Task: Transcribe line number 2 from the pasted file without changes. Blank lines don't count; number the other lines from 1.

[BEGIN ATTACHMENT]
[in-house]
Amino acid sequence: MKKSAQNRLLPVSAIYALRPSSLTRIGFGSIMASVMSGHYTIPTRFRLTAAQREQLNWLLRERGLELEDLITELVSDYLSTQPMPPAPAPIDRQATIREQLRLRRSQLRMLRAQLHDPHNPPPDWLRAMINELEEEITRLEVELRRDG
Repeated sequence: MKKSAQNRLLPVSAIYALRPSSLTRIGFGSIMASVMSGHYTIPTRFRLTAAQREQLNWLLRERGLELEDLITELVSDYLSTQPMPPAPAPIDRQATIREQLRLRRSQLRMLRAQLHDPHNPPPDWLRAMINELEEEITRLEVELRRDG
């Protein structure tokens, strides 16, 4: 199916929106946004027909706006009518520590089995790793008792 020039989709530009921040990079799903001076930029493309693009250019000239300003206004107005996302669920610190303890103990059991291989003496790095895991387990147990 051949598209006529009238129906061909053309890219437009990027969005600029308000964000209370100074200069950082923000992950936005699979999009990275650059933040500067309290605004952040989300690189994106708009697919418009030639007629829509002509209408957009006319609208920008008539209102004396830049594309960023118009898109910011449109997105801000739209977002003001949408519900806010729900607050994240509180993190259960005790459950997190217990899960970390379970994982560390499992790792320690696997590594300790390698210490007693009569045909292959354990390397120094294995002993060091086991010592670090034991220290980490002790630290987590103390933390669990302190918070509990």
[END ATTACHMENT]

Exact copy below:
Amino acid sequence: MKKSAQNRLLPVSAIYALRPSSLTRIGFGSIMASVMSGHYTIPTRFRLTAAQREQLNWLLRERGLELEDLITELVSDYLSTQPMPPAPAPIDRQATIREQLRLRRSQLRMLRAQLHDPHNPPPDWLRAMINELEEEITRLEVELRRDG